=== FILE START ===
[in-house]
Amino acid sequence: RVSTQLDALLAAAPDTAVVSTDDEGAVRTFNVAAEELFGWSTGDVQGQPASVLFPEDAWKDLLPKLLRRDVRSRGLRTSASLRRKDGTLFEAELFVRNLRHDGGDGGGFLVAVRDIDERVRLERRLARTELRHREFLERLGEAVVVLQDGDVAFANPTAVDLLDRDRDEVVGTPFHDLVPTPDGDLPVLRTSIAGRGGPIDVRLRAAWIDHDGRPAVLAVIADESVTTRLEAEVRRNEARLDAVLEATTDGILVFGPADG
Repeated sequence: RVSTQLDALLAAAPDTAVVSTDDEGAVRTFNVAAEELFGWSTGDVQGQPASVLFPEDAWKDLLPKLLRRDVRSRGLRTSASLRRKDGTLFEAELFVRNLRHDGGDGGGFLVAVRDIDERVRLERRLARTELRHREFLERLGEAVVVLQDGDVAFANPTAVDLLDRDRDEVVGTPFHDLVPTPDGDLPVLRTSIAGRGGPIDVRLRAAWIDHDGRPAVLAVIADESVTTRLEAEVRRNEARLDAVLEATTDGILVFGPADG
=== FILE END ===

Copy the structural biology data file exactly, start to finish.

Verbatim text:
[in-house]
Amino acid sequence: RVSTQLDALLAAAPDTAVVSTDDEGAVRTFNVAAEELFGWSTGDVQGQPASVLFPEDAWKDLLPKLLRRDVRSRGLRTSASLRRKDGTLFEAELFVRNLRHDGGDGGGFLVAVRDIDERVRLERRLARTELRHREFLERLGEAVVVLQDGDVAFANPTAVDLLDRDRDEVVGTPFHDLVPTPDGDLPVLRTSIAGRGGPIDVRLRAAWIDHDGRPAVLAVIADESVTTRLEAEVRRNEARLDAVLEATTDGILVFGPADG
Repeated sequence: RVSTQLDALLAAAPDTAVVSTDDEGAVRTFNVAAEELFGWSTGDVQGQPASVLFPEDAWKDLLPKLLRRDVRSRGLRTSASLRRKDGTLFEAELFVRNLRHDGGDGGGFLVAVRDIDERVRLERRLARTELRHREFLERLGEAVVVLQDGDVAFANPTAVDLLDRDRDEVVGTPFHDLVPTPDGDLPVLRTSIAGRGGPIDVRLRAAWIDHDGRPAVLAVIADESVTTRLEAEVRRNEARLDAVLEATTDGILVFGPADG